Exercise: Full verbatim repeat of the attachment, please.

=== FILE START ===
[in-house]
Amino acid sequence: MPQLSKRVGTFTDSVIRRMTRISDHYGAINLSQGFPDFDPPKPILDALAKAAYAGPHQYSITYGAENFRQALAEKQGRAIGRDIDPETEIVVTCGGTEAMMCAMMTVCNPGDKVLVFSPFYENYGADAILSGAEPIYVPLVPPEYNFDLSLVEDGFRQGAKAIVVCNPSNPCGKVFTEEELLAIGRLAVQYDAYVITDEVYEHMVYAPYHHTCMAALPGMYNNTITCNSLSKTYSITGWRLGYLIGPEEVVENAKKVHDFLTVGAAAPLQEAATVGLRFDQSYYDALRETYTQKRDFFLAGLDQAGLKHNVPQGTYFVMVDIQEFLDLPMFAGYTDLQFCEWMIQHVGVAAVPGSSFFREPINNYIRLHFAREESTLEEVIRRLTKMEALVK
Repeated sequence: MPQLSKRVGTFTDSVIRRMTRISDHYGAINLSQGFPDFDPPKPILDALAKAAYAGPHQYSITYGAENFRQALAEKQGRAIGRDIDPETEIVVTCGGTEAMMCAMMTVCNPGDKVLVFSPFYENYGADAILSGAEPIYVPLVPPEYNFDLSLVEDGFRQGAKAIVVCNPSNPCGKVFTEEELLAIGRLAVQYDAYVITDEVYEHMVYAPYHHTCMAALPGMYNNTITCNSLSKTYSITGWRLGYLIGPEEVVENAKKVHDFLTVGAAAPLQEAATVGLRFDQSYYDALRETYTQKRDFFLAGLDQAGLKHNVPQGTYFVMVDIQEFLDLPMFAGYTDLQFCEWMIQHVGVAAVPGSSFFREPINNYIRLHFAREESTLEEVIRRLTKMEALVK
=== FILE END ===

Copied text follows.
[in-house]
Amino acid sequence: MPQLSKRVGTFTDSVIRRMTRISDHYGAINLSQGFPDFDPPKPILDALAKAAYAGPHQYSITYGAENFRQALAEKQGRAIGRDIDPETEIVVTCGGTEAMMCAMMTVCNPGDKVLVFSPFYENYGADAILSGAEPIYVPLVPPEYNFDLSLVEDGFRQGAKAIVVCNPSNPCGKVFTEEELLAIGRLAVQYDAYVITDEVYEHMVYAPYHHTCMAALPGMYNNTITCNSLSKTYSITGWRLGYLIGPEEVVENAKKVHDFLTVGAAAPLQEAATVGLRFDQSYYDALRETYTQKRDFFLAGLDQAGLKHNVPQGTYFVMVDIQEFLDLPMFAGYTDLQFCEWMIQHVGVAAVPGSSFFREPINNYIRLHFAREESTLEEVIRRLTKMEALVK
Repeated sequence: MPQLSKRVGTFTDSVIRRMTRISDHYGAINLSQGFPDFDPPKPILDALAKAAYAGPHQYSITYGAENFRQALAEKQGRAIGRDIDPETEIVVTCGGTEAMMCAMMTVCNPGDKVLVFSPFYENYGADAILSGAEPIYVPLVPPEYNFDLSLVEDGFRQGAKAIVVCNPSNPCGKVFTEEELLAIGRLAVQYDAYVITDEVYEHMVYAPYHHTCMAALPGMYNNTITCNSLSKTYSITGWRLGYLIGPEEVVENAKKVHDFLTVGAAAPLQEAATVGLRFDQSYYDALRETYTQKRDFFLAGLDQAGLKHNVPQGTYFVMVDIQEFLDLPMFAGYTDLQFCEWMIQHVGVAAVPGSSFFREPINNYIRLHFAREESTLEEVIRRLTKMEALVK